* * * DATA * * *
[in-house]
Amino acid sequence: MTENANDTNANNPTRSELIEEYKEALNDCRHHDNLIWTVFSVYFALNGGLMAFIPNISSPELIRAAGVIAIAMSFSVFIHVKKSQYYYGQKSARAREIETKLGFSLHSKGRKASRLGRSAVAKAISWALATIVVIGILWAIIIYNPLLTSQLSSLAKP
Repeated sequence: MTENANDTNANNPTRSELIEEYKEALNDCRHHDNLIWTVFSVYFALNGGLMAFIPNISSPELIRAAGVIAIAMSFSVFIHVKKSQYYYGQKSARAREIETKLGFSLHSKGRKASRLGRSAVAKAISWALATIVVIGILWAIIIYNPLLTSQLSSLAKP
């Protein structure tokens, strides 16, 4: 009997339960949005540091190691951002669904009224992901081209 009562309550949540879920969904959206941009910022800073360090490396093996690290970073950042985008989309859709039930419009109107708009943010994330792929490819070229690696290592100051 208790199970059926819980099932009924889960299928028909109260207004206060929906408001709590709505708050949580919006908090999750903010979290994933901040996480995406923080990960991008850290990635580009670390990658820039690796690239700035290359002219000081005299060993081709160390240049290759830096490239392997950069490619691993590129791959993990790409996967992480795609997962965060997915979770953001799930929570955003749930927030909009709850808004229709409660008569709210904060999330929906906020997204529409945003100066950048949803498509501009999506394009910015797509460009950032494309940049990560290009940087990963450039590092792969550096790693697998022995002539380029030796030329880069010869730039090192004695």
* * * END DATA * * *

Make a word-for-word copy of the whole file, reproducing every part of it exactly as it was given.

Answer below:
[in-house]
Amino acid sequence: MTENANDTNANNPTRSELIEEYKEALNDCRHHDNLIWTVFSVYFALNGGLMAFIPNISSPELIRAAGVIAIAMSFSVFIHVKKSQYYYGQKSARAREIETKLGFSLHSKGRKASRLGRSAVAKAISWALATIVVIGILWAIIIYNPLLTSQLSSLAKP
Repeated sequence: MTENANDTNANNPTRSELIEEYKEALNDCRHHDNLIWTVFSVYFALNGGLMAFIPNISSPELIRAAGVIAIAMSFSVFIHVKKSQYYYGQKSARAREIETKLGFSLHSKGRKASRLGRSAVAKAISWALATIVVIGILWAIIIYNPLLTSQLSSLAKP
């Protein structure tokens, strides 16, 4: 009997339960949005540091190691951002669904009224992901081209 009562309550949540879920969904959206941009910022800073360090490396093996690290970073950042985008989309859709039930419009109107708009943010994330792929490819070229690696290592100051 208790199970059926819980099932009924889960299928028909109260207004206060929906408001709590709505708050949580919006908090999750903010979290994933901040996480995406923080990960991008850290990635580009670390990658820039690796690239700035290359002219000081005299060993081709160390240049290759830096490239392997950069490619691993590129791959993990790409996967992480795609997962965060997915979770953001799930929570955003749930927030909009709850808004229709409660008569709210904060999330929906906020997204529409945003100066950048949803498509501009999506394009910015797509460009950032494309940049990560290009940087990963450039590092792969550096790693697998022995002539380029030796030329880069010869730039090192004695």